Anaphylaxis: Symptoms & Signs

  • Medical Author:
    Melissa Conrad Stöppler, MD

    Melissa Conrad Stöppler, MD, is a U.S. board-certified Anatomic Pathologist with subspecialty training in the fields of Experimental and Molecular Pathology. Dr. Stöppler's educational background includes a BA with Highest Distinction from the University of Virginia and an MD from the University of North Carolina. She completed residency training in Anatomic Pathology at Georgetown University followed by subspecialty fellowship training in molecular diagnostics and experimental pathology.

Anaphylaxis is a rare, severe allergic reaction that is life-threatening. The most common allergic triggers of anaphylaxis include drugs (such as penicillin), insect stings, foods (peanuts, shellfish), X-ray dye, and latex. Symptoms and signs can vary and begin either immediately after contact with the allergen or after a short time period (15 minutes to an hour). Hives, difficulty breathing, a feeling of impending doom, and reduced blood pressure are among the symptoms and signs that can occur. The severity of symptoms and signs varies among people; the more rapid the onset of symptoms and signs, the greater the likelihood of a severe reaction.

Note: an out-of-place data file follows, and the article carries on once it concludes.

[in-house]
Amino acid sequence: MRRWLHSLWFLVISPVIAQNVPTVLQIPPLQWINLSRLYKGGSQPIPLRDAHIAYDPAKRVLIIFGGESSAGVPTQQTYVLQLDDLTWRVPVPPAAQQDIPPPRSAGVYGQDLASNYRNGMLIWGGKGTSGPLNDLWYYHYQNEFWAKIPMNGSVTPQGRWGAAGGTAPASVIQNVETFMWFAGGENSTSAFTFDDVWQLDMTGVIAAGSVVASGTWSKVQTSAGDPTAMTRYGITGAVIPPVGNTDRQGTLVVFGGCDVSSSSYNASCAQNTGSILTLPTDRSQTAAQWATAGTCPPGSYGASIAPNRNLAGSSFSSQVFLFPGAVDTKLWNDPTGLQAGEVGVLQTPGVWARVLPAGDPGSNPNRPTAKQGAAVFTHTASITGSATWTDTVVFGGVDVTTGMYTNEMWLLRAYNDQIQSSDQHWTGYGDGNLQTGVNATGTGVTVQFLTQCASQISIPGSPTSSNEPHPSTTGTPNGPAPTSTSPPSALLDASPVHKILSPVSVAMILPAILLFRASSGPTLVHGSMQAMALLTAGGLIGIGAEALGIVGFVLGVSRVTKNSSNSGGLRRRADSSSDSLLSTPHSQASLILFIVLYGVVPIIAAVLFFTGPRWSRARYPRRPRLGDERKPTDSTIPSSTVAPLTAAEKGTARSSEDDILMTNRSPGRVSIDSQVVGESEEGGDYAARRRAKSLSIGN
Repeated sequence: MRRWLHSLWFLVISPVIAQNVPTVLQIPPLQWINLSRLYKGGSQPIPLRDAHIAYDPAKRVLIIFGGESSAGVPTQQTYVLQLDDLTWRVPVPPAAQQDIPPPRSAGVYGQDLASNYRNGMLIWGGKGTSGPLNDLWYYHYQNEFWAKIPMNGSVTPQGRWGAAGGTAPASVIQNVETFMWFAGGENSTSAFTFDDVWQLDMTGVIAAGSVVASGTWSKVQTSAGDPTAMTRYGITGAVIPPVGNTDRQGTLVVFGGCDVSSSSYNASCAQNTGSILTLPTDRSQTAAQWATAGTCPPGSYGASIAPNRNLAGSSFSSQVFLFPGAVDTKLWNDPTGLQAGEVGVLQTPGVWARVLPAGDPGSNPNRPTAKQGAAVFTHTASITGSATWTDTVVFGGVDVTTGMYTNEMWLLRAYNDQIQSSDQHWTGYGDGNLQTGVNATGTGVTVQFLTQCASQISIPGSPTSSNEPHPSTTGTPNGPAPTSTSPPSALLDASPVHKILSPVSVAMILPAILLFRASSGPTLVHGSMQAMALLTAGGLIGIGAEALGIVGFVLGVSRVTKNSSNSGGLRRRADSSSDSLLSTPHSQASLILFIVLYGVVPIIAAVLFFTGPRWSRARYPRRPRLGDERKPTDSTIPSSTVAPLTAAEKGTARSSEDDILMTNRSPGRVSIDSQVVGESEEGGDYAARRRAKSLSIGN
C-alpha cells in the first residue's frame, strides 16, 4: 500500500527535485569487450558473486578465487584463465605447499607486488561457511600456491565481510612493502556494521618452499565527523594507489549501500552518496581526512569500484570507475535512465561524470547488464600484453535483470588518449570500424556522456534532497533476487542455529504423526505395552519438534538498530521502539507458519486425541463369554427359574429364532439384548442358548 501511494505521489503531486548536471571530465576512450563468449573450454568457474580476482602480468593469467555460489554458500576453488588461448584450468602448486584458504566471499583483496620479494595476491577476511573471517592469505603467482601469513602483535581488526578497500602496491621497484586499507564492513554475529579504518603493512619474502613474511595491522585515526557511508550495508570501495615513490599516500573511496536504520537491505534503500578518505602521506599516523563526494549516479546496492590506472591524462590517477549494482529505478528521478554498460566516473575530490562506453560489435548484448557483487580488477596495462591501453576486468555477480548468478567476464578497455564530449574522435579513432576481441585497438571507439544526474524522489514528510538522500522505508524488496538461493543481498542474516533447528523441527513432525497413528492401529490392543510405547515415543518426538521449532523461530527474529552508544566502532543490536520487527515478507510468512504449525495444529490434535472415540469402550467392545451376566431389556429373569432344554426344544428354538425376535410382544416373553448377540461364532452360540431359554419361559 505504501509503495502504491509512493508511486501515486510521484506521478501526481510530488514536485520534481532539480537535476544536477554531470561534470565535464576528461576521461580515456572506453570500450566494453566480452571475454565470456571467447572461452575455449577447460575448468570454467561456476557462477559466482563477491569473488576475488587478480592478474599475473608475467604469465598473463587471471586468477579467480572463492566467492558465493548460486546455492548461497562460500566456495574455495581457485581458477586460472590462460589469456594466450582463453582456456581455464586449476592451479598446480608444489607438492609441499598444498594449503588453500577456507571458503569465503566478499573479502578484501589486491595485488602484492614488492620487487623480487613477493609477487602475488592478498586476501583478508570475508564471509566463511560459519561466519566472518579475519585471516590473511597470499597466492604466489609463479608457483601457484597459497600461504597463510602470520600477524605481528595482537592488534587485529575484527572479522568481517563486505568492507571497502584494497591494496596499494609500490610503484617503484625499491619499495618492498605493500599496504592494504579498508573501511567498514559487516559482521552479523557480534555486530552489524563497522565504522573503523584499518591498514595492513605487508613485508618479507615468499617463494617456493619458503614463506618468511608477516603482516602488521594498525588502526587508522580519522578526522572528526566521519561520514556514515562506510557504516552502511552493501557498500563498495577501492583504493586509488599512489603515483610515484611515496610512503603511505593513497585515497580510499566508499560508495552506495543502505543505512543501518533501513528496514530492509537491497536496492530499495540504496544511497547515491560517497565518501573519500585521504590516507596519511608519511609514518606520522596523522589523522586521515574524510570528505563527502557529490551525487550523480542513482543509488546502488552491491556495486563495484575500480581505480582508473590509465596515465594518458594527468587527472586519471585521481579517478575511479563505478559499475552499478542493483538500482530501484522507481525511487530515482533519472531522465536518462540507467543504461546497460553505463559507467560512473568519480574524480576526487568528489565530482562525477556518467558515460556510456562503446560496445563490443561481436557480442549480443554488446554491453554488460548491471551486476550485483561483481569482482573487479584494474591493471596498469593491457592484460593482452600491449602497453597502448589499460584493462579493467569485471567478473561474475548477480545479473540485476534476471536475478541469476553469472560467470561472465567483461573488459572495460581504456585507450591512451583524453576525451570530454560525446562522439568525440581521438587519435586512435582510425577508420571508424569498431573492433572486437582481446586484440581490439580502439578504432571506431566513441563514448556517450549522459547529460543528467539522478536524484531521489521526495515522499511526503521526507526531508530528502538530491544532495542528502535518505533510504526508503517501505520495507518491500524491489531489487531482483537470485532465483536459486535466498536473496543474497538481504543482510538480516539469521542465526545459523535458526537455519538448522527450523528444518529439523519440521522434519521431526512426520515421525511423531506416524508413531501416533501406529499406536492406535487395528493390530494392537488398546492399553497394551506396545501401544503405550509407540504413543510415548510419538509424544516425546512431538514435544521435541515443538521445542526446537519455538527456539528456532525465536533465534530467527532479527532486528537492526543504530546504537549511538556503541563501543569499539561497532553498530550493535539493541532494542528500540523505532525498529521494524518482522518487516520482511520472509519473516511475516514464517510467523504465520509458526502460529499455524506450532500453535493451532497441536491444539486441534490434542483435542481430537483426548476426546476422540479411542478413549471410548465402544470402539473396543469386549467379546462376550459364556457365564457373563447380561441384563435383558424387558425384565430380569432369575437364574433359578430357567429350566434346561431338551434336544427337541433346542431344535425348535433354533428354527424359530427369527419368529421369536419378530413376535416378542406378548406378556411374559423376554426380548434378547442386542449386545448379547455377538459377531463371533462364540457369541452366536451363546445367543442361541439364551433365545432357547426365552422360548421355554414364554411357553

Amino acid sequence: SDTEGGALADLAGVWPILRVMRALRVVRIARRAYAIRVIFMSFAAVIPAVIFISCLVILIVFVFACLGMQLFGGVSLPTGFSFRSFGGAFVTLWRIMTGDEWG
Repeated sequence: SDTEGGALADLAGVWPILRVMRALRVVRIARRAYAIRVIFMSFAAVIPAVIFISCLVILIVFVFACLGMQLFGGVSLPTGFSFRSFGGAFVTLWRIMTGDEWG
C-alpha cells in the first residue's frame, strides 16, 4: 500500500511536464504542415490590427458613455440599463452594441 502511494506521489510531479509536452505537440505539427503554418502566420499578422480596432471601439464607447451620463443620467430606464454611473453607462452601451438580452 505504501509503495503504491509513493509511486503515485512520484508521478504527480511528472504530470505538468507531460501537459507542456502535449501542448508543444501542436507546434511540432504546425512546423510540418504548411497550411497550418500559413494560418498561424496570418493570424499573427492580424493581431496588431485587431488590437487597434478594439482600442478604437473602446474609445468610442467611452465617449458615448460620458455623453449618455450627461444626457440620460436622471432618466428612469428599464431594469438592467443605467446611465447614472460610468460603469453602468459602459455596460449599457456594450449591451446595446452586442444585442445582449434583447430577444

REFERENCE:

Kasper, D.L., et al., eds. Harrison's Principles of Internal Medicine, 19th Ed. United States: McGraw-Hill Education, 2015.

Medically Reviewed by a Doctor on 9/15/2015

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